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Phylax statue in Paleo Faliro 'exorcised' by parishioners

More than 100 faithful led by their priest marched to the local square asking for Lucifer's depiction to be removed

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The Phylax by Kostis Georgiou. Photo: Paleo Faliro Municipality

04 January 2018

Since 5 December the sculpture Phylax by acclaimed artist Kostis Georgiou that was installed near the Palaio Faliro marina in Trokadero, Athens has been causing a stir, dividing Greek scholars and church officials.

The sculpture, that was commissioned by the Martinos shipping family has been donated to the Palaio Faliro Municipality and stands alone between the local chapels of Agios Georgios and Agia Skepi.

Since its installation, the Phylax has suffered two vandalism attacks; as a response to the Municipality naming it “guardian-angel” of the South Athens suburb even though the council and Mayor Dionysis Hatzidakis clarified that the Phylax does not symbolise the guardian angel as depicted in Christian faith.

Phylax, in ancient Greek means guard, watcher, and protector.

The vandals, however, proceeded to throw red paint on the statue as well as cut the power to the tram line that powers the art piece and keeps it illuminated at night.

Several members of the local community argued that the image of the red naked man with wings is provocative and symbolises Lucifer, the Dawn-Bringer, the satanic Morning Star, the Devil and so on.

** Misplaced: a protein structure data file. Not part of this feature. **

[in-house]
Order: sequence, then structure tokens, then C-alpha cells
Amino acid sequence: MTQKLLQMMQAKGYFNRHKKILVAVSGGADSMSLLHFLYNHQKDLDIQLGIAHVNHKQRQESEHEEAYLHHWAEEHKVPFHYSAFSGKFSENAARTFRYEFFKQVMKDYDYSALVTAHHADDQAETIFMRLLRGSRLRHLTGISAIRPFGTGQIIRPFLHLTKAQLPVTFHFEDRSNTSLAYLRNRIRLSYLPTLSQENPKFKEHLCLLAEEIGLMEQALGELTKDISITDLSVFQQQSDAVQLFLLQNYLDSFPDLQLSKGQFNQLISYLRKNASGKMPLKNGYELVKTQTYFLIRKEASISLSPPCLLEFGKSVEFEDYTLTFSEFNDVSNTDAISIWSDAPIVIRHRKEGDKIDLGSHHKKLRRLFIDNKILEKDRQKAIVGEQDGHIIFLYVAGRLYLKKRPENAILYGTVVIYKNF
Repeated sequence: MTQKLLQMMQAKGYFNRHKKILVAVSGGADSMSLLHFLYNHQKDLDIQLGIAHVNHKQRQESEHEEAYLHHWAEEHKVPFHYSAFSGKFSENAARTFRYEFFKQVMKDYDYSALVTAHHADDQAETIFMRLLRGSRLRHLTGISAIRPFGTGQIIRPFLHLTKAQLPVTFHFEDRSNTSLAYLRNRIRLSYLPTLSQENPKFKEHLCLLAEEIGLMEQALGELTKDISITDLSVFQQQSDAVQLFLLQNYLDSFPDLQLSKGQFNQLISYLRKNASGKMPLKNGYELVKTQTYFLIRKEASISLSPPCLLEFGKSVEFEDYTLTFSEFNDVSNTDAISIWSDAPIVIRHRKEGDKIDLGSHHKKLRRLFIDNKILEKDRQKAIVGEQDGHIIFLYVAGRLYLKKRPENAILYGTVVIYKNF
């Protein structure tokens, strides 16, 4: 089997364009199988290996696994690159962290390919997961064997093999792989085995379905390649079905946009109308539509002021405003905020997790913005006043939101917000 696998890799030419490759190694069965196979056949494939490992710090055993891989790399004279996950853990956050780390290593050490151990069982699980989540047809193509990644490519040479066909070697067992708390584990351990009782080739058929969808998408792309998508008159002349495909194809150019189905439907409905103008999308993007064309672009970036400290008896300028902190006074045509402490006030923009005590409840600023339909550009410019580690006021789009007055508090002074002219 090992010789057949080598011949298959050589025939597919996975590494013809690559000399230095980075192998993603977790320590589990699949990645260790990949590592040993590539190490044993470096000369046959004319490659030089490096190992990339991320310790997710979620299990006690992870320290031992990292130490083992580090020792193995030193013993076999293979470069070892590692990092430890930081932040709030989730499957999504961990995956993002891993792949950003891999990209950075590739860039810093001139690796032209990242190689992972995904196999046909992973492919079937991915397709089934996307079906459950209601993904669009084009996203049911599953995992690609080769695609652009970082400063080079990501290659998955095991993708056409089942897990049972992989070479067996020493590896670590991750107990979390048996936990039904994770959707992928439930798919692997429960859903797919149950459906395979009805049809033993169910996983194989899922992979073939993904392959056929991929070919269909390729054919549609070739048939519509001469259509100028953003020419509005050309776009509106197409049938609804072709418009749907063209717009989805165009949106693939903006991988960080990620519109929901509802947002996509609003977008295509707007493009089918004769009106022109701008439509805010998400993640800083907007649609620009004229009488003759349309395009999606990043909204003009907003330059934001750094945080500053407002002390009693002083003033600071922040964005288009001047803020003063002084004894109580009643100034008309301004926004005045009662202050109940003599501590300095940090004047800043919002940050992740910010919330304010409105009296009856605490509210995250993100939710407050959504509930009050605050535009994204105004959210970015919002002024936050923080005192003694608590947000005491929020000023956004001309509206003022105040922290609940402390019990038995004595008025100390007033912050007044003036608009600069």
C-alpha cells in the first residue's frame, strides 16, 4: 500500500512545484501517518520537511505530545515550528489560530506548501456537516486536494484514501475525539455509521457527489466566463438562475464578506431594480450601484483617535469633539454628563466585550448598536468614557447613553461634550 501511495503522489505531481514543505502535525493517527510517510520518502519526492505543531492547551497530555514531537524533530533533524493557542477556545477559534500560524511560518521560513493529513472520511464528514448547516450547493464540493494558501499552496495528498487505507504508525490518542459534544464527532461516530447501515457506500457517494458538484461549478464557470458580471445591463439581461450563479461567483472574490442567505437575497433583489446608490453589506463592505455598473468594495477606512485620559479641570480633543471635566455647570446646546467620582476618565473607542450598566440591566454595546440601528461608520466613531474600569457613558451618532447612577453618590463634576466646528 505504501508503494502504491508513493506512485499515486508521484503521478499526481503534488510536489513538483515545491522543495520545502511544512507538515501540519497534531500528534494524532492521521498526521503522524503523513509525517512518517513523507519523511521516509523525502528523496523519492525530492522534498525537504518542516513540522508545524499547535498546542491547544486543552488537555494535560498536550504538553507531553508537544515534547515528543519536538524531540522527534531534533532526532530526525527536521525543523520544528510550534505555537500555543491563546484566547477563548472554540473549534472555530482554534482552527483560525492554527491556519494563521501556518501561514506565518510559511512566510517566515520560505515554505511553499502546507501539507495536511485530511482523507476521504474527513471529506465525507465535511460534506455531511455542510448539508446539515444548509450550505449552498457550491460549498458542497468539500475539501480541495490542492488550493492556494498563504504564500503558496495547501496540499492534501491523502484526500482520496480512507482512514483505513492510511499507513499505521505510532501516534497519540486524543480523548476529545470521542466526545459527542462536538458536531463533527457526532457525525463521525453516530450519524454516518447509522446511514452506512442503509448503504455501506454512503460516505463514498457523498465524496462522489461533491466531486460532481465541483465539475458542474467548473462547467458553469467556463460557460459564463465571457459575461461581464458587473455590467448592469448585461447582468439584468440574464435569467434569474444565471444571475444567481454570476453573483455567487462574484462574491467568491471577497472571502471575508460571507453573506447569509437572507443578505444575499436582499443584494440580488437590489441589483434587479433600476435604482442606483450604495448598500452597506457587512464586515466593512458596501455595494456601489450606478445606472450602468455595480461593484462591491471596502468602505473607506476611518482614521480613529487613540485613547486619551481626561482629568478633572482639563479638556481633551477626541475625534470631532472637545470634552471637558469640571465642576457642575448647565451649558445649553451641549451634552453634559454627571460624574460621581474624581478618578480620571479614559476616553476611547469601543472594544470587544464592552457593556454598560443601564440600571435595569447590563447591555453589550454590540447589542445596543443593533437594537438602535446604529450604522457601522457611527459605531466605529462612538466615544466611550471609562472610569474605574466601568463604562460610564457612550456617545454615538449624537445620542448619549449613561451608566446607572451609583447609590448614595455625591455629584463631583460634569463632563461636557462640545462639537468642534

“Who says that the colour of Satan is red? there are angels with red wings and red hair” artist Kostis Georgiou told Greek Channel Skai TV adding that “the criticism started by some ultras like newspaper Eleftheri Ora and the [fake] monk, self-proclaimed Father Kleomenis, a hate-preacher”.
“It is supposed that the opponents are Christians but their soul is anti-Christian,” Georgiou continued.

The latest incident comes from around 100 parishioners that last night decided to march from Panagia Myrtidiotissa church in Palaio Faliro, led by their local priest who sprinkled holy water on the art work to “exorcise its demons.”

“The sculpture is a demon and a soldier of Satan that, instead of being honoured, must be despised as blasphemous to the holy trinity,” parish priest Patapios Argyros wrote in his open letter to the Mayor.

“It is an affront to Orthodoxy and the Christian faith,” the priest continued.

Meanwhile, a signature collection among the residents of the suburb has begun to have the sculpture removed.

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